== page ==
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Dr Chathura Jayawardena


My publications

Publications

Nikitopoulos Konstantinos, Georgis Georgios, Jayawardena Chathura, Chatzipanagiotis Daniil, Tafazolli Rahim (2018) Massively Parallel Tree Search for High-Dimensional Sphere Decoders,Transactions on Parallel and Distributed Systems IEEE
The recent paradigm shift towards the transmission of large numbers of mutually interfering information streams, as in the
case of aggressive spatial multiplexing, combined with requirements towards very low processing latency despite the frequency
plateauing of traditional processors, initiates a need to revisit the fundamental maximum-likelihood (ML) and, consequently, the
sphere-decoding (SD) detection problem. This work presents the design and VLSI architecture of MultiSphere; the first method to
massively parallelize the tree search of large sphere decoders in a nearly-concurrent manner, without compromising their
maximum-likelihood performance, and by keeping the overall processing complexity comparable to that of highly-optimized sequential
sphere decoders. For a 10 å 10 MIMO spatially multiplexed system with 16-QAM modulation and 32 processing elements, our
MultiSphere architecture can reduce latency by 29å against well-known sequential SDs, approaching the processing latency of linear
detection methods, without compromising ML optimality. In MIMO multicarrier systems targeting exact ML decoding, MultiSphere
achieves processing latency and hardware efficiency that are orders of magnitude improved compared to approaches employing one
SD per subcarrier. In addition, for 16å16 both ?hard?- and ?soft?-output MIMO systems, approximate MultiSphere versions are shown to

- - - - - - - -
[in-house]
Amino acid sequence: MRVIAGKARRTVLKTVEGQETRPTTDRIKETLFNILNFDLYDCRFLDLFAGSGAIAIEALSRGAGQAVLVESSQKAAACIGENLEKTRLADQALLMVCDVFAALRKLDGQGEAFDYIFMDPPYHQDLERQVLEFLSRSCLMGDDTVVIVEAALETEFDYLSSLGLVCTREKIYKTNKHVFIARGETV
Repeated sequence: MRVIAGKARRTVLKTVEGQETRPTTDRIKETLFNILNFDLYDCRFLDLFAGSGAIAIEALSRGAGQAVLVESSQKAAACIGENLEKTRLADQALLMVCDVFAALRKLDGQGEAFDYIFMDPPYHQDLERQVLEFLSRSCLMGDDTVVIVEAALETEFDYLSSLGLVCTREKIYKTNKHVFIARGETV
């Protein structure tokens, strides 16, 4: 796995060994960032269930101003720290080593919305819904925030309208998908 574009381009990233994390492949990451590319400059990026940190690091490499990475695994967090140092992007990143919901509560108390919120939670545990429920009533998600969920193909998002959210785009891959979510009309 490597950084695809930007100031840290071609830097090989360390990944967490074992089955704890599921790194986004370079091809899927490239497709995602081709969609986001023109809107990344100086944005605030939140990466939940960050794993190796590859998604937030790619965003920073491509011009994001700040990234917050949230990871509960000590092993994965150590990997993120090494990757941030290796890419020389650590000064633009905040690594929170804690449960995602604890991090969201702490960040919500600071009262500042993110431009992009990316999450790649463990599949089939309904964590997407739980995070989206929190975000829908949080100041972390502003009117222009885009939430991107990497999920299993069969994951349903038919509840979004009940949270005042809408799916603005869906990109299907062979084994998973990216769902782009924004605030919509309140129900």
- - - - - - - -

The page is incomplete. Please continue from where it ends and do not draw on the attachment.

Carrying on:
achieve similar error rate performance with state-of-the art approximate SDs having akin parallelization properties, by using only one
tenth of the processing elements, and to achieve up to approximately 9å increased energy efficiency.
Jayawardena Chathura, Nikitopoulos Konstantinos Massively Parallel Detection for Non-Orthogonal Signal Transmissions,Proceedings of the IEEE GLOBECOM 2018 Workshops Institute of Electrical and Electronics Engineers (IEEE)
The increasing demand for massive connectivity
with low latency requirements has triggered a paradigm shift
towards Non-Orthogonal transmissions. Still, to translate the
theoretical gains of Non-Orthogonal transmissions into practical,
efficient ?soft? detection schemes are required. The detection
latency and/or complexity of state-of-the-art detection methods
becomes impractical for large Non-Orthogonal systems, both
due to the large number of interfering streams and due to the
rank-deficient or ill-determined nature of the corresponding interference
matrix. Extending the recently proposed MultiSphere
framework, this work introduces NorthCore; a massively parallel
sphere-decoding-based scheme for the detection of large and illdetermined
Non-Orthogonal systems. Similarly to MultiSphere,
NorthCore reduces the corresponding search space by focusing
the available processing power to the most promising vector
solutions that are processed in parallel. As a result, the proposed
detection scheme can attain a detection processing latency similar
to that of highly-suboptimal linear detectors and even outperform
state-of-the-art sophisticated detection approaches with up to
an order of magnitude reduced complexity. To identify the
most promising vector solutions, NorthCore introduces a sortfree
candidate selection technique that reduces the necessary
preprocessing complexity by up to an order of magnitude, making
the proposed approach practical.
Jayawardena Chathura, Nikitopoulos Konstantinos (2019) G-MultiSphere: Generalizing Massively Parallel Detection for Non-Orthogonal Signal Transmissions,IEEE Transactions on Communications pp. 1-12 Institute of Electrical and Electronics Engineers (IEEE)